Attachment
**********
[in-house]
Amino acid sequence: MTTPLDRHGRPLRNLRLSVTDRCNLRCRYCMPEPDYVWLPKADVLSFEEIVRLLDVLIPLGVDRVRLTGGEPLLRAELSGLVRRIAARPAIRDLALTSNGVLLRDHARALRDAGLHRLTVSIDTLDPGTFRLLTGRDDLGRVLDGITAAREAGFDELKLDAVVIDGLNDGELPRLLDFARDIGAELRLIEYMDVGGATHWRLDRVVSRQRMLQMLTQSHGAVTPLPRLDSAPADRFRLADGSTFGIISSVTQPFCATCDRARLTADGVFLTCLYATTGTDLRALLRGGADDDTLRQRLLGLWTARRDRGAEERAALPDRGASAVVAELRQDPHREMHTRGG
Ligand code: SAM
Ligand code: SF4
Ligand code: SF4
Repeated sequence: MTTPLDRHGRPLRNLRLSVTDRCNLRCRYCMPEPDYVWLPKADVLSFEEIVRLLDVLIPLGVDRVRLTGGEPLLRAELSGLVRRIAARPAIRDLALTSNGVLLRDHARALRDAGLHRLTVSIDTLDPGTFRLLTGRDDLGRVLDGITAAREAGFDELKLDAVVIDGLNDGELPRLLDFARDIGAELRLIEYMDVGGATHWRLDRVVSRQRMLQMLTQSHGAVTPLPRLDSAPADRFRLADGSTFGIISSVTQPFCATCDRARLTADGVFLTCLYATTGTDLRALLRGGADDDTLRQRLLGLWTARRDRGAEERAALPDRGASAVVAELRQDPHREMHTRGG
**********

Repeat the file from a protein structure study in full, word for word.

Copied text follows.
[in-house]
Amino acid sequence: MTTPLDRHGRPLRNLRLSVTDRCNLRCRYCMPEPDYVWLPKADVLSFEEIVRLLDVLIPLGVDRVRLTGGEPLLRAELSGLVRRIAARPAIRDLALTSNGVLLRDHARALRDAGLHRLTVSIDTLDPGTFRLLTGRDDLGRVLDGITAAREAGFDELKLDAVVIDGLNDGELPRLLDFARDIGAELRLIEYMDVGGATHWRLDRVVSRQRMLQMLTQSHGAVTPLPRLDSAPADRFRLADGSTFGIISSVTQPFCATCDRARLTADGVFLTCLYATTGTDLRALLRGGADDDTLRQRLLGLWTARRDRGAEERAALPDRGASAVVAELRQDPHREMHTRGG
Ligand code: SAM
Ligand code: SF4
Ligand code: SF4
Repeated sequence: MTTPLDRHGRPLRNLRLSVTDRCNLRCRYCMPEPDYVWLPKADVLSFEEIVRLLDVLIPLGVDRVRLTGGEPLLRAELSGLVRRIAARPAIRDLALTSNGVLLRDHARALRDAGLHRLTVSIDTLDPGTFRLLTGRDDLGRVLDGITAAREAGFDELKLDAVVIDGLNDGELPRLLDFARDIGAELRLIEYMDVGGATHWRLDRVVSRQRMLQMLTQSHGAVTPLPRLDSAPADRFRLADGSTFGIISSVTQPFCATCDRARLTADGVFLTCLYATTGTDLRALLRGGADDDTLRQRLLGLWTARRDRGAEERAALPDRGASAVVAELRQDPHREMHTRGG